JCCs enjoy autonomy, but some members grumble

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Reveling in their newly won autonomy, Bay Area JCC officials say their independence from the United Jewish Community Centers will lead to more efficiently run centers.

The JCC of San Francisco's new board of directors carried out its first major step as an autonomous entity on Wednesday of last week by approving a set of bylaws.

"We're trying to solve the problems of the center as fast as possible," said Larry Myers, the new board president.

However, a handful of JCC of S.F. members expressed concern this week that the bylaws will limit their ability to influence decision-making at the center. The new rules include a section erasing members' right to vote for the board of directors and to be notified of meetings.

"They eliminated any accountability that they had to the membership," said Irving Zaretsky, who heads the 20-member grassroots group, Friends of the JCC.

JCC and S.F.-based Jewish Community Federation officials vehemently denied the allegation. The centers, they said, are incorporating under the same terms as most other JCCs in the United States and Canada and will likely become even more responsive to members than they were in the past.

"There was absolutely no intention to disenfranchise anybody. As a matter of fact, we've offered to meet with [Zaretsky's] group," Myers said.

This new dispute stems from a 77-2 vote by Bay Area JCC members on July 31 to dismantle the UJCC, the 34-year-old umbrella organization that governed Camp Tawonga and the JCCs of San Francisco, Marin and Peninsula.

Supporters of the decision maintained that the UJCC's oversight duties were no longer necessary and that the $1.1 million deficit at the JCC of S.F. threatened the other financially stable organizations under the UJCC.

Officials at the three JCCs and Camp Tawonga also said most center members wouldn't notice much of a difference because most of the changes will be behind the scenes and will affect only administration and governance.

But some members did notice a difference only two days later, when the JCC of S.F.'s newly appointed 30-person board of directors met for the first time and unanimously passed new bylaws.

The bylaws — which are being passed in nearly identical form by all of the former UJCC organizations — include a section eliminating the members as a corporate entity and erasing their powers.

"Any action that would otherwise require approval by a majority of all members or approval by the members shall require only approval by the board. All rights that would otherwise vest in the members shall vest in the board," the section states.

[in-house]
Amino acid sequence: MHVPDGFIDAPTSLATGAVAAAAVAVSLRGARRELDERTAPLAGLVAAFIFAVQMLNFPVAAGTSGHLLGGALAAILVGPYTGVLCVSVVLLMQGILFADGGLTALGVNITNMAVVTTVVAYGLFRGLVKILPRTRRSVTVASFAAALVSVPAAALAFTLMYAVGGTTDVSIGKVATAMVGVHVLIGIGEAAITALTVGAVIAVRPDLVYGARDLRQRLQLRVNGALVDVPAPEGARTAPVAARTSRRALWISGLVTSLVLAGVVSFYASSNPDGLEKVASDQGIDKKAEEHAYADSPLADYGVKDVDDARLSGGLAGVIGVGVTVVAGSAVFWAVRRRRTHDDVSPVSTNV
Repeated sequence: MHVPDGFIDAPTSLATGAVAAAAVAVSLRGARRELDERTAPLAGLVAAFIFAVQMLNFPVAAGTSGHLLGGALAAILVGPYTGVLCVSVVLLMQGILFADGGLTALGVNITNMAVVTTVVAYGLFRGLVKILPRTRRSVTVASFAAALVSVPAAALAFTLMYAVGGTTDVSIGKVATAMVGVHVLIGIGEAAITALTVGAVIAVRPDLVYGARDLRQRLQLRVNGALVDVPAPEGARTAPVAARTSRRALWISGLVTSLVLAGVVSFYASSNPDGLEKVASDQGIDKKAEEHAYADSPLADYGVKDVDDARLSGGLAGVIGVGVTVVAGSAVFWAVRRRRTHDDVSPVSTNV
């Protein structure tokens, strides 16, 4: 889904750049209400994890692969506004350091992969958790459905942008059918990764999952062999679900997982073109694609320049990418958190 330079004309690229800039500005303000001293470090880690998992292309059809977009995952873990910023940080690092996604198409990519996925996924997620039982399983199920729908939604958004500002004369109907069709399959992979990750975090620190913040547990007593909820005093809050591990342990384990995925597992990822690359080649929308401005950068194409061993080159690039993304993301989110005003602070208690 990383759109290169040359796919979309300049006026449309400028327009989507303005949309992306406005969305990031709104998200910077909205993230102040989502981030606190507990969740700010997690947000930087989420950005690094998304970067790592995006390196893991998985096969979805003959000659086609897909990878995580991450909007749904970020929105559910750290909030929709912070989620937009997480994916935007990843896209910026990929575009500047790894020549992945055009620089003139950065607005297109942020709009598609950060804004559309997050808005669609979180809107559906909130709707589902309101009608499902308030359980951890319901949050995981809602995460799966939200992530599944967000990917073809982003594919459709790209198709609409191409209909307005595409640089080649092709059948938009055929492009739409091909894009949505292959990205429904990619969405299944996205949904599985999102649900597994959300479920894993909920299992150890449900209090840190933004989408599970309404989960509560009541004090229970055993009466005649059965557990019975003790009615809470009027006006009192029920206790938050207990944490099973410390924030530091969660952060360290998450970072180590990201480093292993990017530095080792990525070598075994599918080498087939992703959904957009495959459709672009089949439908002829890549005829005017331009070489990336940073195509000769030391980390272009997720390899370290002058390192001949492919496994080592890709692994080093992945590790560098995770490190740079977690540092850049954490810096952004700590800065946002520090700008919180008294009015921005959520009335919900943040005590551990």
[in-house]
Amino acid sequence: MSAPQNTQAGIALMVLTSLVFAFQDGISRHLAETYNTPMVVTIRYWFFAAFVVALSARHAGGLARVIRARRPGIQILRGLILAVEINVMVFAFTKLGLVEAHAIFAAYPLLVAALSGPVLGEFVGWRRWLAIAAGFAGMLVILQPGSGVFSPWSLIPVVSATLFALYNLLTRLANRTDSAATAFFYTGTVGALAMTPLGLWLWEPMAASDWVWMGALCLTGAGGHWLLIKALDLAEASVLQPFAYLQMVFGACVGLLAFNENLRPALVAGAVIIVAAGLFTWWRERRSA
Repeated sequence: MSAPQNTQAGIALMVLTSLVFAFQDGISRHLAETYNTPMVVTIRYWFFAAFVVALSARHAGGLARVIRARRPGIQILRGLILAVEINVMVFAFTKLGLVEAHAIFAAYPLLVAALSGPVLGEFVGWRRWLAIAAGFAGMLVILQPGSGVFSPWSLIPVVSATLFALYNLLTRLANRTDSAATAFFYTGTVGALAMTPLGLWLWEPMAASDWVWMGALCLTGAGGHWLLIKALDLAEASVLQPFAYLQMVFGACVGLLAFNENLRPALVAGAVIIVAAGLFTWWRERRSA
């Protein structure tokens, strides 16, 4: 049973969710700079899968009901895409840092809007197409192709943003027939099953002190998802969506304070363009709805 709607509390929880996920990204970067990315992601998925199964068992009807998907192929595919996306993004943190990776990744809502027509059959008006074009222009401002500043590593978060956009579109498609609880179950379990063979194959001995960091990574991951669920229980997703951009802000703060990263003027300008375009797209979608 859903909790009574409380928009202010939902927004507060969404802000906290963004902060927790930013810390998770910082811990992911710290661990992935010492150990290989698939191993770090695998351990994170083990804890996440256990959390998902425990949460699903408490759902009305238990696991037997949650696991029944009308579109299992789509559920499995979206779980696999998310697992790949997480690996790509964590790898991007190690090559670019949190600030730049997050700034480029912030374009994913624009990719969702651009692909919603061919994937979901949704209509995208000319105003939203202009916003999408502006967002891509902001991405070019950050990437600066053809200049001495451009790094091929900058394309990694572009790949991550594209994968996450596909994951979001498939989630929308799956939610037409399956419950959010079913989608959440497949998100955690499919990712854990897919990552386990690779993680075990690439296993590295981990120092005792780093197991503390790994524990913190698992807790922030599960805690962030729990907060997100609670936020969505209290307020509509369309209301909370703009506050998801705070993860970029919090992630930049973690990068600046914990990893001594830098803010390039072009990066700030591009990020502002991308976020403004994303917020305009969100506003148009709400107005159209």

Until now, JCC members were able to vote for board directors and had to be notified of meetings — though very few actually showed interest in exercising their powers until the financial troubles in San Francisco came to light in March.

However, Myers said Zaretsky's group was overreacting to the changes, which he described as "technical."

Myers emphasized that new officials of the JCC of S.F. have just begun to correct the center's troubles. "Cooperation, not criticism, is essential," he said.

Zev Hymowitz, who started as the new executive director of the JCC of S.F. last week, had stronger words for Zaretsky and his group.

"It's ludicrous — the issue he's raising," Hymowitz said. "This is a group that will never be satisfied. They want to take over the JCC…Frankly, I only need one president."

Although not spelled out in the new bylaws, Hymowitz said center members can still attend the board's annual meeting. He added that the board is creating committees that will seek out the participation of center members.

In fact, Hymowitz said, the UJCC as a membership-based organization was unique among centers. The new bylaws bring the three JCCs back into line with centers across the country, he said.

Wayne Feinstein, executive vice president of the Jewish Community Federation, agreed. The attorney who drafted new bylaws for the centers followed a form used by most North American JCCs, Feinstein pointed out.

But Zaretsky maintains that the changes in the bylaws have disenfranchised members without their knowledge. For example, he said, members no longer have the right to request financial records.

"San Francisco members would never have voted for [abolishing the UJCC] if they'd known they were voting for a putsch," he said.